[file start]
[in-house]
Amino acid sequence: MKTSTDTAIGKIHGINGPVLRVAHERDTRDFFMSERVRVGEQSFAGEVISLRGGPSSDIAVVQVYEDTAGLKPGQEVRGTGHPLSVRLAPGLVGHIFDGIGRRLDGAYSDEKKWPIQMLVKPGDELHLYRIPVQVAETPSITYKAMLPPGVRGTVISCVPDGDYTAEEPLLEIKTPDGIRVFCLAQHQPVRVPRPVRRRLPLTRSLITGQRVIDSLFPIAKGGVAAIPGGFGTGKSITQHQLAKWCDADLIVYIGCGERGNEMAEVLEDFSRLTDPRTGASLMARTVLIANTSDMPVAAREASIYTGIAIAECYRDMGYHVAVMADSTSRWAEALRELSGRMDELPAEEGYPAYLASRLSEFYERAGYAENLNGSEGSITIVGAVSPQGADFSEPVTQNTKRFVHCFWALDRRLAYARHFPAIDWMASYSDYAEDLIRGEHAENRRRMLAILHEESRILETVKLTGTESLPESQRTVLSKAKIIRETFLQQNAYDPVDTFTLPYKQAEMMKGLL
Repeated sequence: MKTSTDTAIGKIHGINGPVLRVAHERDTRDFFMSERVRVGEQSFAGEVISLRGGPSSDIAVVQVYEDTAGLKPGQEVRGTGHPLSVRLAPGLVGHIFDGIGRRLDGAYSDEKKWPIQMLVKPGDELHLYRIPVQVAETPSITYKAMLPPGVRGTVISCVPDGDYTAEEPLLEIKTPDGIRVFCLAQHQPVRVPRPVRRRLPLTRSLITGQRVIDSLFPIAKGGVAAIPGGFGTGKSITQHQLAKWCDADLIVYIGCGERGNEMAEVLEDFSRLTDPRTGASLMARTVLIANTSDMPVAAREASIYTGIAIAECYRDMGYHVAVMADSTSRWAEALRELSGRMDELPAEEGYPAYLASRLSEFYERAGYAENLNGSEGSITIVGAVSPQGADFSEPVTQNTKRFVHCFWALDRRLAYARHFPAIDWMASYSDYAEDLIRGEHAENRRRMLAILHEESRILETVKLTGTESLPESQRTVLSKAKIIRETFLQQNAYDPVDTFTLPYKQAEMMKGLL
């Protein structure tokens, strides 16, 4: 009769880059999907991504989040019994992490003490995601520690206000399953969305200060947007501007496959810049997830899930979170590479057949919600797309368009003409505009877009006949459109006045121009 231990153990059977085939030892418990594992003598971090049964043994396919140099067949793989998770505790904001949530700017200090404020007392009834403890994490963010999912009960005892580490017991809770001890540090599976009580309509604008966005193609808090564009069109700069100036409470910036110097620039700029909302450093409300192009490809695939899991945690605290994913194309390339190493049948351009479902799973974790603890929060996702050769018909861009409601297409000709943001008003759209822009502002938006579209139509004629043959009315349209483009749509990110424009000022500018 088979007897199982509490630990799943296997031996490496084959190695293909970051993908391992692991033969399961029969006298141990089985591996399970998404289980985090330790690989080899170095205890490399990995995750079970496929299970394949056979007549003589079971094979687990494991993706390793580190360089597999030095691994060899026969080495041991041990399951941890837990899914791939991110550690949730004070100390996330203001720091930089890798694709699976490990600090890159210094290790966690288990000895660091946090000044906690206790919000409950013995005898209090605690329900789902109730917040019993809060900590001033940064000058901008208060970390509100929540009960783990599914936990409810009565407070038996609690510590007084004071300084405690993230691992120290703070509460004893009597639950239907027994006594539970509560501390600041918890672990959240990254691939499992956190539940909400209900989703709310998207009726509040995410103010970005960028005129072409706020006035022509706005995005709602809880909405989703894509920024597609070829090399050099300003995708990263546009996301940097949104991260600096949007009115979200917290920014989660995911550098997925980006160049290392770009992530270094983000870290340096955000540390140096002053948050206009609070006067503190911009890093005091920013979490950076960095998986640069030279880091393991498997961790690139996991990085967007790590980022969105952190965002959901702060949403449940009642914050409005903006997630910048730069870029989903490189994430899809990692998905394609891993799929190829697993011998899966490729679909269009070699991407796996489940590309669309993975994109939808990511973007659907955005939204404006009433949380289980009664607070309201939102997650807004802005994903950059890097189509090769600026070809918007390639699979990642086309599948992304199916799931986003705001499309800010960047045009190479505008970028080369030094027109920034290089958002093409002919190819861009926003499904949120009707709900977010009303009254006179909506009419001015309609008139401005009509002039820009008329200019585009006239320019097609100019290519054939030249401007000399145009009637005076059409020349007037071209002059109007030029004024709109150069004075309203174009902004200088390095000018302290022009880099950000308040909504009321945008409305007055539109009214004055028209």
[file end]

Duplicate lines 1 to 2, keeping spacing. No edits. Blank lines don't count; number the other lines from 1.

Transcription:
[in-house]
Amino acid sequence: MKTSTDTAIGKIHGINGPVLRVAHERDTRDFFMSERVRVGEQSFAGEVISLRGGPSSDIAVVQVYEDTAGLKPGQEVRGTGHPLSVRLAPGLVGHIFDGIGRRLDGAYSDEKKWPIQMLVKPGDELHLYRIPVQVAETPSITYKAMLPPGVRGTVISCVPDGDYTAEEPLLEIKTPDGIRVFCLAQHQPVRVPRPVRRRLPLTRSLITGQRVIDSLFPIAKGGVAAIPGGFGTGKSITQHQLAKWCDADLIVYIGCGERGNEMAEVLEDFSRLTDPRTGASLMARTVLIANTSDMPVAAREASIYTGIAIAECYRDMGYHVAVMADSTSRWAEALRELSGRMDELPAEEGYPAYLASRLSEFYERAGYAENLNGSEGSITIVGAVSPQGADFSEPVTQNTKRFVHCFWALDRRLAYARHFPAIDWMASYSDYAEDLIRGEHAENRRRMLAILHEESRILETVKLTGTESLPESQRTVLSKAKIIRETFLQQNAYDPVDTFTLPYKQAEMMKGLL